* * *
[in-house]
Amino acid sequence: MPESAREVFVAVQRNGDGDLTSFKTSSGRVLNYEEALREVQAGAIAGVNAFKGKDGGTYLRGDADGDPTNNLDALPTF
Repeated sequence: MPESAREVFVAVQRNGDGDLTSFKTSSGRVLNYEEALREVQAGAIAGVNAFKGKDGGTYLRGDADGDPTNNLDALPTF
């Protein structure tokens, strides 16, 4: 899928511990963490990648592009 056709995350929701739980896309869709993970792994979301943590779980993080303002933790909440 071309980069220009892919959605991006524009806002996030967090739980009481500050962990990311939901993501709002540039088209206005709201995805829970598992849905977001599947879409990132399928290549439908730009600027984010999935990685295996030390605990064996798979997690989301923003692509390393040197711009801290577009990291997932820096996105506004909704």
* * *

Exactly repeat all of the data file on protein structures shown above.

[in-house]
Amino acid sequence: MPESAREVFVAVQRNGDGDLTSFKTSSGRVLNYEEALREVQAGAIAGVNAFKGKDGGTYLRGDADGDPTNNLDALPTF
Repeated sequence: MPESAREVFVAVQRNGDGDLTSFKTSSGRVLNYEEALREVQAGAIAGVNAFKGKDGGTYLRGDADGDPTNNLDALPTF
């Protein structure tokens, strides 16, 4: 899928511990963490990648592009 056709995350929701739980896309869709993970792994979301943590779980993080303002933790909440 071309980069220009892919959605991006524009806002996030967090739980009481500050962990990311939901993501709002540039088209206005709201995805829970598992849905977001599947879409990132399928290549439908730009600027984010999935990685295996030390605990064996798979997690989301923003692509390393040197711009801290577009990291997932820096996105506004909704």